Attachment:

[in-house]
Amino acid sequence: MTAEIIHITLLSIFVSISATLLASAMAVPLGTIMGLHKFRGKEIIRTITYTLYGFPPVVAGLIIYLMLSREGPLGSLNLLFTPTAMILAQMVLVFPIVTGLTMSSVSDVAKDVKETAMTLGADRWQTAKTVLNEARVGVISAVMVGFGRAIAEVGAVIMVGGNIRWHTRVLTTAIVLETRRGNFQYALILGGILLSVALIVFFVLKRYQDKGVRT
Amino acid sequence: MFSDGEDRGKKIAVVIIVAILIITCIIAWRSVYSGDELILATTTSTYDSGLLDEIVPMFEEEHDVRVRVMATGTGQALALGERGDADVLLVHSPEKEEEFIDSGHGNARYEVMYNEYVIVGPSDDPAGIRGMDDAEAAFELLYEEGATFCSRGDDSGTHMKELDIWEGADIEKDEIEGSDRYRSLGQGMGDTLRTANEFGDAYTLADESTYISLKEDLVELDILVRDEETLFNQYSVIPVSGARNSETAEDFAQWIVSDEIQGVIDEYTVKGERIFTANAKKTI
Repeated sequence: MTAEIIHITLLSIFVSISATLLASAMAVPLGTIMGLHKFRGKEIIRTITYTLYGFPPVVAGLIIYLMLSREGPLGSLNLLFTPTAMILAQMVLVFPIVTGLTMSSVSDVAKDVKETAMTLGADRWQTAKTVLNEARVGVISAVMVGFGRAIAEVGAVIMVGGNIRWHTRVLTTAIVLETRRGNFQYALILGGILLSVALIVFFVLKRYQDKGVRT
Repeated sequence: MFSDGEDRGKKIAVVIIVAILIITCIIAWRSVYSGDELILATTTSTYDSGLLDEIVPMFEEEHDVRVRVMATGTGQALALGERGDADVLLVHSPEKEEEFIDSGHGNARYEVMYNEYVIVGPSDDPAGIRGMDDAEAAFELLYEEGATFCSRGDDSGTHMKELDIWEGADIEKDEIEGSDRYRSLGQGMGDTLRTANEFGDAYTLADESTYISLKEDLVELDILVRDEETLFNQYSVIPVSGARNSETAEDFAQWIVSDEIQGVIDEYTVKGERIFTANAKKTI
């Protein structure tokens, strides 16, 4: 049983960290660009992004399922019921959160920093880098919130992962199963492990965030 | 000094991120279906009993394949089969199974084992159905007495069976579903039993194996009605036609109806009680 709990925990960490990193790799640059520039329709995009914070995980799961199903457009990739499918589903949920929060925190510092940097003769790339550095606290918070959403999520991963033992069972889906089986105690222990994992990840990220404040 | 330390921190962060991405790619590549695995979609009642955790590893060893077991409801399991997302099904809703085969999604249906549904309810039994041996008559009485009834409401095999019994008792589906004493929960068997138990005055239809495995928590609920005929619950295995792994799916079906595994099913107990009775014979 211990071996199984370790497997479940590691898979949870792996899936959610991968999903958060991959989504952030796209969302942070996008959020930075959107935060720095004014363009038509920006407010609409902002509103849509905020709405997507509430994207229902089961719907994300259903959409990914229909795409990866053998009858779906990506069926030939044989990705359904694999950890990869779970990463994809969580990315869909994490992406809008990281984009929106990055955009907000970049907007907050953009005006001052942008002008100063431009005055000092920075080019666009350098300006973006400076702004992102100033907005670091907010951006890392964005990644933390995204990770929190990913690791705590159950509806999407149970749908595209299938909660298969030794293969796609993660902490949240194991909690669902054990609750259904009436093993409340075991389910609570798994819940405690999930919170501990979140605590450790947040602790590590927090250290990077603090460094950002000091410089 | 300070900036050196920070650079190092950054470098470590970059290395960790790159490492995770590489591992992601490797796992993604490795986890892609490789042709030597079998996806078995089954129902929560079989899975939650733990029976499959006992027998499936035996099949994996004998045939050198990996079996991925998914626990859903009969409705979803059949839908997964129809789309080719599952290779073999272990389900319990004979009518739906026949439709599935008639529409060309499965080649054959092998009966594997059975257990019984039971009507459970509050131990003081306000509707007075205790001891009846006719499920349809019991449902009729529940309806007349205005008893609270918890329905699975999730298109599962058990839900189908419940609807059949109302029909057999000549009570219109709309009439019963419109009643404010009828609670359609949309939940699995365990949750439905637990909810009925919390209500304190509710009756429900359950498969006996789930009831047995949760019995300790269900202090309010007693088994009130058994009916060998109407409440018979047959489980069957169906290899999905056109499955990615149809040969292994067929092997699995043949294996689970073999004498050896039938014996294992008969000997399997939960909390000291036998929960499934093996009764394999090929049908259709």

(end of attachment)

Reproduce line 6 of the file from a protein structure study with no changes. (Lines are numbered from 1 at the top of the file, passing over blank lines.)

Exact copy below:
């Protein structure tokens, strides 16, 4: 049983960290660009992004399922019921959160920093880098919130992962199963492990965030 | 000094991120279906009993394949089969199974084992159905007495069976579903039993194996009605036609109806009680 709990925990960490990193790799640059520039329709995009914070995980799961199903457009990739499918589903949920929060925190510092940097003769790339550095606290918070959403999520991963033992069972889906089986105690222990994992990840990220404040 | 330390921190962060991405790619590549695995979609009642955790590893060893077991409801399991997302099904809703085969999604249906549904309810039994041996008559009485009834409401095999019994008792589906004493929960068997138990005055239809495995928590609920005929619950295995792994799916079906595994099913107990009775014979 211990071996199984370790497997479940590691898979949870792996899936959610991968999903958060991959989504952030796209969302942070996008959020930075959107935060720095004014363009038509920006407010609409902002509103849509905020709405997507509430994207229902089961719907994300259903959409990914229909795409990866053998009858779906990506069926030939044989990705359904694999950890990869779970990463994809969580990315869909994490992406809008990281984009929106990055955009907000970049907007907050953009005006001052942008002008100063431009005055000092920075080019666009350098300006973006400076702004992102100033907005670091907010951006890392964005990644933390995204990770929190990913690791705590159950509806999407149970749908595209299938909660298969030794293969796609993660902490949240194991909690669902054990609750259904009436093993409340075991389910609570798994819940405690999930919170501990979140605590450790947040602790590590927090250290990077603090460094950002000091410089 | 300070900036050196920070650079190092950054470098470590970059290395960790790159490492995770590489591992992601490797796992993604490795986890892609490789042709030597079998996806078995089954129902929560079989899975939650733990029976499959006992027998499936035996099949994996004998045939050198990996079996991925998914626990859903009969409705979803059949839908997964129809789309080719599952290779073999272990389900319990004979009518739906026949439709599935008639529409060309499965080649054959092998009966594997059975257990019984039971009507459970509050131990003081306000509707007075205790001891009846006719499920349809019991449902009729529940309806007349205005008893609270918890329905699975999730298109599962058990839900189908419940609807059949109302029909057999000549009570219109709309009439019963419109009643404010009828609670359609949309939940699995365990949750439905637990909810009925919390209500304190509710009756429900359950498969006996789930009831047995949760019995300790269900202090309010007693088994009130058994009916060998109407409440018979047959489980069957169906290899999905056109499955990615149809040969292994067929092997699995043949294996689970073999004498050896039938014996294992008969000997399997939960909390000291036998929960499934093996009764394999090929049908259709």